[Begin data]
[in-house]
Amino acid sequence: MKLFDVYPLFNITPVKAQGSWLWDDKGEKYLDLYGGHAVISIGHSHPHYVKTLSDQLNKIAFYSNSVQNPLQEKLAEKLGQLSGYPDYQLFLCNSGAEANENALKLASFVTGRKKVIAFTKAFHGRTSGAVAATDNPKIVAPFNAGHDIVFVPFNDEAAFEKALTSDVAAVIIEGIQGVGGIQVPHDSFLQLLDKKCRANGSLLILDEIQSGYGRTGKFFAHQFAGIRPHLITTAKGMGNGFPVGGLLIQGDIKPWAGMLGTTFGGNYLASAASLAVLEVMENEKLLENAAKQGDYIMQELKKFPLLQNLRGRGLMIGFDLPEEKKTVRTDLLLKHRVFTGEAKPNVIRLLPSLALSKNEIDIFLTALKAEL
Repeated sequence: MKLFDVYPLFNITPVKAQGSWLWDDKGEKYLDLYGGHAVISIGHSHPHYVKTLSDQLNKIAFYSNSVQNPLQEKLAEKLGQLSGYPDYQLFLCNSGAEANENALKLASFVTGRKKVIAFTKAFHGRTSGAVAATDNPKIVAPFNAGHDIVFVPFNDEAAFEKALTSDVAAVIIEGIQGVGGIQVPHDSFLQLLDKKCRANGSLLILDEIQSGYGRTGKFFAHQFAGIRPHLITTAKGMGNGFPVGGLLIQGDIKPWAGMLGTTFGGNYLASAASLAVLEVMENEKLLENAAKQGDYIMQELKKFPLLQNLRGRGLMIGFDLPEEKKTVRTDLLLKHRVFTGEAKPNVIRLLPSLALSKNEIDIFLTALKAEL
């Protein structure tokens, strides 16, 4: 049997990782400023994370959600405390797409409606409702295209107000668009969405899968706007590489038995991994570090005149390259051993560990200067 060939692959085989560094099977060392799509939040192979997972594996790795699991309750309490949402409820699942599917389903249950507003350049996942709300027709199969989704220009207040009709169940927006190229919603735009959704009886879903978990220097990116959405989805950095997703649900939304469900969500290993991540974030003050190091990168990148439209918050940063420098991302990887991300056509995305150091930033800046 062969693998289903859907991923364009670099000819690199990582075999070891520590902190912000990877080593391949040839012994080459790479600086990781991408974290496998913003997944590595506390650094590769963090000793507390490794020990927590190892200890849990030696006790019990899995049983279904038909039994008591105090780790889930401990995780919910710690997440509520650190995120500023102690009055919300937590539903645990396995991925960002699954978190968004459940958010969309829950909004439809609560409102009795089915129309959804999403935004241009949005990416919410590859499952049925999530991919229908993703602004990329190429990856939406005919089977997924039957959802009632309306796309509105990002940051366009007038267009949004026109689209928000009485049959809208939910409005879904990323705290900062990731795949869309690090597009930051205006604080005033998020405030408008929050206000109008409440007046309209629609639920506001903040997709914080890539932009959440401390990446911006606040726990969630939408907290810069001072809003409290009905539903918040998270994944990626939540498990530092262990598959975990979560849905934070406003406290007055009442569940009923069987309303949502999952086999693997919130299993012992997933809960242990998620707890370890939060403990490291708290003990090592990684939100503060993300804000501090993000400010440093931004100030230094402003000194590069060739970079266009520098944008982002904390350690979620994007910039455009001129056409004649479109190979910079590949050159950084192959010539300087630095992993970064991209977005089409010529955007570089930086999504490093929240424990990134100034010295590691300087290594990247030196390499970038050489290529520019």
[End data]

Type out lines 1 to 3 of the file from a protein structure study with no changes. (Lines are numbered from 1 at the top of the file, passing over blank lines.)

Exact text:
[in-house]
Amino acid sequence: MKLFDVYPLFNITPVKAQGSWLWDDKGEKYLDLYGGHAVISIGHSHPHYVKTLSDQLNKIAFYSNSVQNPLQEKLAEKLGQLSGYPDYQLFLCNSGAEANENALKLASFVTGRKKVIAFTKAFHGRTSGAVAATDNPKIVAPFNAGHDIVFVPFNDEAAFEKALTSDVAAVIIEGIQGVGGIQVPHDSFLQLLDKKCRANGSLLILDEIQSGYGRTGKFFAHQFAGIRPHLITTAKGMGNGFPVGGLLIQGDIKPWAGMLGTTFGGNYLASAASLAVLEVMENEKLLENAAKQGDYIMQELKKFPLLQNLRGRGLMIGFDLPEEKKTVRTDLLLKHRVFTGEAKPNVIRLLPSLALSKNEIDIFLTALKAEL
Repeated sequence: MKLFDVYPLFNITPVKAQGSWLWDDKGEKYLDLYGGHAVISIGHSHPHYVKTLSDQLNKIAFYSNSVQNPLQEKLAEKLGQLSGYPDYQLFLCNSGAEANENALKLASFVTGRKKVIAFTKAFHGRTSGAVAATDNPKIVAPFNAGHDIVFVPFNDEAAFEKALTSDVAAVIIEGIQGVGGIQVPHDSFLQLLDKKCRANGSLLILDEIQSGYGRTGKFFAHQFAGIRPHLITTAKGMGNGFPVGGLLIQGDIKPWAGMLGTTFGGNYLASAASLAVLEVMENEKLLENAAKQGDYIMQELKKFPLLQNLRGRGLMIGFDLPEEKKTVRTDLLLKHRVFTGEAKPNVIRLLPSLALSKNEIDIFLTALKAEL